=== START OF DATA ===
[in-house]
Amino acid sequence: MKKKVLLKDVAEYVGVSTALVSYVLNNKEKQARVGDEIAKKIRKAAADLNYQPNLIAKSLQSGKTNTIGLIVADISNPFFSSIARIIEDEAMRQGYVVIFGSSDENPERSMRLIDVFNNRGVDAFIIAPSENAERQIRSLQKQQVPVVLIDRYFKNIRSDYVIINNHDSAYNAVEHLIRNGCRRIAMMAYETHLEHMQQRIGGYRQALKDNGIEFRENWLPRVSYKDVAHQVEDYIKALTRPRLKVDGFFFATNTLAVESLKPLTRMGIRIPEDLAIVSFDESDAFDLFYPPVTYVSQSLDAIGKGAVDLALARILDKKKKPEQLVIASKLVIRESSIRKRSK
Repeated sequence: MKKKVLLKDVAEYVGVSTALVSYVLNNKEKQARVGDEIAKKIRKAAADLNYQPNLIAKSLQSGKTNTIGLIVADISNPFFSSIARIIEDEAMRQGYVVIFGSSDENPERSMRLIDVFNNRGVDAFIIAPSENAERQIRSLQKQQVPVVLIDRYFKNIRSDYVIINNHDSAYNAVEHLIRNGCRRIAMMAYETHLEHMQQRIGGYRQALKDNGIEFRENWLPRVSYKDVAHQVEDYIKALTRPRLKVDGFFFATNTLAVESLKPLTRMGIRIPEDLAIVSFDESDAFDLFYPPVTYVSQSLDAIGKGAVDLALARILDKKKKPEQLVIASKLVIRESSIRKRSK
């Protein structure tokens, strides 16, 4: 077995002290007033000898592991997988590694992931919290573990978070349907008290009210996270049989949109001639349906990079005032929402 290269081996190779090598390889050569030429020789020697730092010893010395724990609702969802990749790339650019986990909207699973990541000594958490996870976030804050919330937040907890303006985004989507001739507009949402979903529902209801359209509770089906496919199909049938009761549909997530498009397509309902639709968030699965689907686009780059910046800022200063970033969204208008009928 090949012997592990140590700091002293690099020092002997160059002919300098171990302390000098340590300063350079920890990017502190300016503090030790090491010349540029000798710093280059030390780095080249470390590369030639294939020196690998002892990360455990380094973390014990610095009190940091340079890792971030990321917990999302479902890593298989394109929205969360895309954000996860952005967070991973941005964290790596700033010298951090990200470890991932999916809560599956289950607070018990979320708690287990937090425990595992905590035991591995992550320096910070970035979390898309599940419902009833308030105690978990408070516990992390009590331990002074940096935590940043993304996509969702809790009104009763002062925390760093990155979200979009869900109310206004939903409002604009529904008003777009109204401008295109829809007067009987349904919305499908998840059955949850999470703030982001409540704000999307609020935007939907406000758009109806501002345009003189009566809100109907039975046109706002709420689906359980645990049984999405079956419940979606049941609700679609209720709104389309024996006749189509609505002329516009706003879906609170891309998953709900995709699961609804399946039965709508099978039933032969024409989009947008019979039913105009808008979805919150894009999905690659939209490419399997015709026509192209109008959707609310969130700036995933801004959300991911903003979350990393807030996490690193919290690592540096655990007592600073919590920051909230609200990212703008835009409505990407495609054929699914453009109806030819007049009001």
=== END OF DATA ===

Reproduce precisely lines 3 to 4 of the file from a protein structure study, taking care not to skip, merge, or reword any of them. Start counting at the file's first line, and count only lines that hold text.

Repeated sequence: MKKKVLLKDVAEYVGVSTALVSYVLNNKEKQARVGDEIAKKIRKAAADLNYQPNLIAKSLQSGKTNTIGLIVADISNPFFSSIARIIEDEAMRQGYVVIFGSSDENPERSMRLIDVFNNRGVDAFIIAPSENAERQIRSLQKQQVPVVLIDRYFKNIRSDYVIINNHDSAYNAVEHLIRNGCRRIAMMAYETHLEHMQQRIGGYRQALKDNGIEFRENWLPRVSYKDVAHQVEDYIKALTRPRLKVDGFFFATNTLAVESLKPLTRMGIRIPEDLAIVSFDESDAFDLFYPPVTYVSQSLDAIGKGAVDLALARILDKKKKPEQLVIASKLVIRESSIRKRSK
């Protein structure tokens, strides 16, 4: 077995002290007033000898592991997988590694992931919290573990978070349907008290009210996270049989949109001639349906990079005032929402 290269081996190779090598390889050569030429020789020697730092010893010395724990609702969802990749790339650019986990909207699973990541000594958490996870976030804050919330937040907890303006985004989507001739507009949402979903529902209801359209509770089906496919199909049938009761549909997530498009397509309902639709968030699965689907686009780059910046800022200063970033969204208008009928 090949012997592990140590700091002293690099020092002997160059002919300098171990302390000098340590300063350079920890990017502190300016503090030790090491010349540029000798710093280059030390780095080249470390590369030639294939020196690998002892990360455990380094973390014990610095009190940091340079890792971030990321917990999302479902890593298989394109929205969360895309954000996860952005967070991973941005964290790596700033010298951090990200470890991932999916809560599956289950607070018990979320708690287990937090425990595992905590035991591995992550320096910070970035979390898309599940419902009833308030105690978990408070516990992390009590331990002074940096935590940043993304996509969702809790009104009763002062925390760093990155979200979009869900109310206004939903409002604009529904008003777009109204401008295109829809007067009987349904919305499908998840059955949850999470703030982001409540704000999307609020935007939907406000758009109806501002345009003189009566809100109907039975046109706002709420689906359980645990049984999405079956419940979606049941609700679609209720709104389309024996006749189509609505002329516009706003879906609170891309998953709900995709699961609804399946039965709508099978039933032969024409989009947008019979039913105009808008979805919150894009999905690659939209490419399997015709026509192209109008959707609310969130700036995933801004959300991911903003979350990393807030996490690193919290690592540096655990007592600073919590920051909230609200990212703008835009409505990407495609054929699914453009109806030819007049009001």